VA Loan Vs. Conventional Loan

A VA loan is a type of mortgage that’s backed by the VA and is available to qualifying veterans, active-duty service members, National Guard and Reserve members, and eligible surviving spouses.

If you meet the service requirements for a VA loan and can qualify through a lender, you’ll be able to get into a home with 0% down and no mortgage insurance.

If you're looking at VA loans versus conventional loans, know that VA loans have an upfront funding fee. For first-time VA borrowers who put less than 5% down, the VA funding fee will be equal to 2.3% of the loan amount. This fee can either be added to the loan amount or paid at closing.

First-time borrowers who put more than 5% down will pay a lower funding fee. And in some cases, borrowers can have this fee waived if they have a service-connected disability or meet other requirements. On the other hand, repeat VA borrowers may be subject to a larger funding fee.

USDA Loan Vs. Conventional Loan

A USDA loan is a mortgage that’s backed by the U.S. Department of Agriculture (USDA) and is intended for lower-income borrowers in eligible rural or suburban areas.

To be eligible for a USDA loan, you’ll need to meet the program’s income limits and be purchasing a property in an area that meets the USDA’s definition of a “rural area.” You can check out whether a given property meets these requirements by using the USDA’s property eligibility tool. They have a tool to determine income eligibility as well.

Like VA loans, USDA mortgages don’t require a down payment. And while USDA loans don’t require mortgage insurance, they do require a guarantee fee, which is paid both upfront and annually. Like FHA loans, a USDA loan can be either financed into your loan or paid upfront.

USDA loans generally have the highest credit score requirement of any of the mortgage types we've discussed. You’ll usually need a credit score of at least 640 to qualify.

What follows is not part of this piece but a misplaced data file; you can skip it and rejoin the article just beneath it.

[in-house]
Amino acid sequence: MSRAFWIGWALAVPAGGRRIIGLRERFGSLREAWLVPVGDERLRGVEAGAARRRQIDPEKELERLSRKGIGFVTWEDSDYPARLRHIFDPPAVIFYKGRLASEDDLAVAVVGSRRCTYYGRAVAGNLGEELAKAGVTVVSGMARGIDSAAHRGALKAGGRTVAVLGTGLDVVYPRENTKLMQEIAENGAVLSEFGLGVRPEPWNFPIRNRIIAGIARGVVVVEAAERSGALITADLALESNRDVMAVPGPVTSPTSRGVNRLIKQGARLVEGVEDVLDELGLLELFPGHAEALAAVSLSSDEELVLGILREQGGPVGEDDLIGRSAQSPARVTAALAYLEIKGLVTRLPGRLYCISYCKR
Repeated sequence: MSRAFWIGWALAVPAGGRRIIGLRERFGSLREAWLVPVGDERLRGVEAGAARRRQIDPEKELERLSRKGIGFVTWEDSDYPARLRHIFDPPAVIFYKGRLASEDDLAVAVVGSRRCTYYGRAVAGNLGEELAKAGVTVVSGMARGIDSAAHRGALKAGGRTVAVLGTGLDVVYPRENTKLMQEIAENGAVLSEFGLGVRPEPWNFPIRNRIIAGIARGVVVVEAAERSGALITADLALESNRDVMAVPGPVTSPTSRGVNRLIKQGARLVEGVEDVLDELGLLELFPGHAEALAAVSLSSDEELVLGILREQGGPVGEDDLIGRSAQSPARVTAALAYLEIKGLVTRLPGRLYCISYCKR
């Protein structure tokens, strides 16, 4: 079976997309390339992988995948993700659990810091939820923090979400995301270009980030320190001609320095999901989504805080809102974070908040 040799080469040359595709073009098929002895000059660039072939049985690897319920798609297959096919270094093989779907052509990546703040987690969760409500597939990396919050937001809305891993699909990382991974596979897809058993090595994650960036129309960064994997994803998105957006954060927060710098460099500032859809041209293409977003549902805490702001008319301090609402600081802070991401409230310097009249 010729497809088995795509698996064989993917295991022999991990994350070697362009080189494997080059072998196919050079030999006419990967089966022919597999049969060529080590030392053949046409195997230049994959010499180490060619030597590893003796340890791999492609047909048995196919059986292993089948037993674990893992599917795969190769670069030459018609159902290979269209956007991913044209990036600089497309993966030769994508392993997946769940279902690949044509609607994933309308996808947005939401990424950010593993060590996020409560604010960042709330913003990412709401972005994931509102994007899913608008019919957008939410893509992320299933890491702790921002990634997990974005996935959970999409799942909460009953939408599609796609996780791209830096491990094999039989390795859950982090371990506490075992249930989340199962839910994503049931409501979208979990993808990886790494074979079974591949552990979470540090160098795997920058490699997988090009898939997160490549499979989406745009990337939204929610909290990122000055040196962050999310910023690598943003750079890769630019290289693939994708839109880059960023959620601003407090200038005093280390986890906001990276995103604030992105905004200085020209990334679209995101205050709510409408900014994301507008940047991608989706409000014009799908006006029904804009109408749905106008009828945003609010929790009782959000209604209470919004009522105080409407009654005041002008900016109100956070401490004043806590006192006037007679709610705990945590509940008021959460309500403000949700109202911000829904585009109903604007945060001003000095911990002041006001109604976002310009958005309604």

Conventional Loan Rates

Mortgage interest rates are always changing based on the current economic and interest rate environment. Looking at the current average rates can give you a general idea of what type of rate you might get.

But the actual rate you end up with will depend on many different factors, including your financial situation. For example, your DTI, down payment and credit score impact your interest rate. Generally speaking, the less risky you are as a borrower, the more likely you are to get a better rate.

Your interest rate will also depend on the type of mortgage you have. If your credit score prevents you from getting the best interest rate with a conventional loan, you might consider a government-backed loan, which can give you access to a better interest rate. On the other hand, borrowers with good or excellent credit can usually save the most money with a conventional loan.

The Bottom Line

A conventional loan is one of the most popular types of mortgages on the market, thanks to its flexibility, low down payment options and affordable financing. But conventional loans aren’t right for everyone, and borrowers who have a difficult time qualifying or want to access special perks like 0% down payment loans might want to consider a government-backed loan, if they qualify. It’s best to speak with a loan expert, who can recommend the best loan option based on your financial situation and goals.

Once you’re ready, apply to get approved for a mortgage or refinance.

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Erin Gobler

Erin Gobler is a freelance personal finance expert and writer who has been publishing content online for nearly a decade. She specializes in financial topics like mortgages, investing, and credit cards. Erin's work has appeared in publications like Fox Business, NextAdvisor, Credit Karma, and more.